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Wednesday, June 18, 2014

PS Vita Can Only Hold 4,000 Songs

Regardless what you read from anywhere else, including advertisements from Sony, the PlayStation Vita has an unusual restriction that prevents users from simply having more than 4,000 songs on their device.

Earlier this week, I decided to upgrade my 16 GB card to something with more memory since I joined PlayStation Plus and began receiving their free, downloadable games. Instead of getting a 32 GB card, I found a 64 GB card on Amazon and eBay and purchased one from these retailers. (64 GB cards are currently only available in Japan, but are compatible with U.S. systems. They are obtainable through buying one in Japan, having one delivered from Japan, or buying through a store that sells them here.) I thought that this would be nice because I have a little more than 32 GB of music in my computer's iTunes library so I figured that half of the card could store all of my music and the other half could store games and other necessary items for the Vita such as games, videos, and other file types.

My iTunes library has exactly 39.44 GB of music which is equivalent to 5,819 songs. I figured that all of these songs could move over very nicely and clicked "Select all" then "Copy" only to see this message...



So I figured that not all 5,000+ items could be checked at once so I decided to go through and move them over in small steps. To my surprise, once I got to the P's in artists, the Vita said that it reached its limit at 4,000 songs. Huh?!?! I double checked my settings to see if I ran out of memory but saw that I still had about 29 GB of free space.

After doing a Bing search, I came to find that I wasn't the only one experiencing this issue. Other Vita owners have seen this message and were tricked by Sony's, in my opinion, false advertising. Here's a screenshot from today, of Sony's very own website.


This is a description for the 32 GB card, but notice what it says about how many songs it supposedly holds? Over 9,000. But what you actually see on your Vita is much less and will make you feel like Vegeta from Dragon Ball Z.

It's not over 9,000... >: (

In a way, it technically isn't false advertising. 32 GB of pure storage can store a little more than 9,000 songs; however, this is deceptive on Sony's end because these cards are currently only usable to the public through a PlayStation Vita. You cannot use this in any other device yet, or at least any device that has been made publicly available to anyone. Until a change is made in the software or other devices can use this card with no restrictions, Sony is presenting a false image for those wanting to purchase this card.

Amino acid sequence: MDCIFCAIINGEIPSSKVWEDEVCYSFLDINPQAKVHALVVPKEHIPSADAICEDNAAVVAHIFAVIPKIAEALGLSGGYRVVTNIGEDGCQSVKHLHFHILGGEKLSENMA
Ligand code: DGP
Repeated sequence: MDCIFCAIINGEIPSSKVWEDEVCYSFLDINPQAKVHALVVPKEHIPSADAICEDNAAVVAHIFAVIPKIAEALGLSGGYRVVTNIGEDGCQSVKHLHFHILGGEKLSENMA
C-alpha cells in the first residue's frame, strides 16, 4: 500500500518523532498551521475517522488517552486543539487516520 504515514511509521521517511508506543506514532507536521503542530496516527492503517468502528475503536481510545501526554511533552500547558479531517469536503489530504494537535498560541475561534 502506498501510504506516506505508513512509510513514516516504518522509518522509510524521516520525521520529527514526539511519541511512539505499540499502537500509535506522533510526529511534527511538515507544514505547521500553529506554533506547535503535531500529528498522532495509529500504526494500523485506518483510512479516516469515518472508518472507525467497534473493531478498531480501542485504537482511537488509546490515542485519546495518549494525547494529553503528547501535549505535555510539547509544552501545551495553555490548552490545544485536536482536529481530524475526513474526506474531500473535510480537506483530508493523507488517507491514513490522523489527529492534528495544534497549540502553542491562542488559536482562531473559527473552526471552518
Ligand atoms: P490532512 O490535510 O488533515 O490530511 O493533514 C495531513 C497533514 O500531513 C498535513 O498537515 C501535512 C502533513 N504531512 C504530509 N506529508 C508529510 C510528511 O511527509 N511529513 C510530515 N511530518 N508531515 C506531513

Unfortunately, this is just one of many unusual restrictions. Although, other restrictions have made sense on Sony's end such as not allowing users to copy over files directing from a PC via classic "drag and drop" due to Sony wanting to limit the availability for users to exploit the system. But when it comes to restricting how many songs can be placed on a device, I'm not sure how this can help them in any way. In fact, it seems like it would hurt them. Not only does it do them no justice when people feel a need to accuse them of false advertisement when they advertise like this, but it also doesn't help them compete for other markets.

One of the selling points of the original PlayStation Portable was that it was an mp3 player and had the potential of being sold as a competitor to the popular Apple iPod. While it was never as successful as the iPod, Sony still tried to compete. Making this restriction doesn't help them compete against other mp3 players on the market because who wants to be limited to just 4,000 songs when there are so much more?

To anyone hoping to hold more than 4,000 songs, let this be a lesson to not choose a PS Vita for your music needs. Currently on firmware version 3.15, users are not able to hold more than 4,000 songs. I don't think this will change anytime soon unless more users notice it and complain to Sony and in the rare event that Sony listens to its customers. I'm keeping my fingers crossed but not holding my breath.

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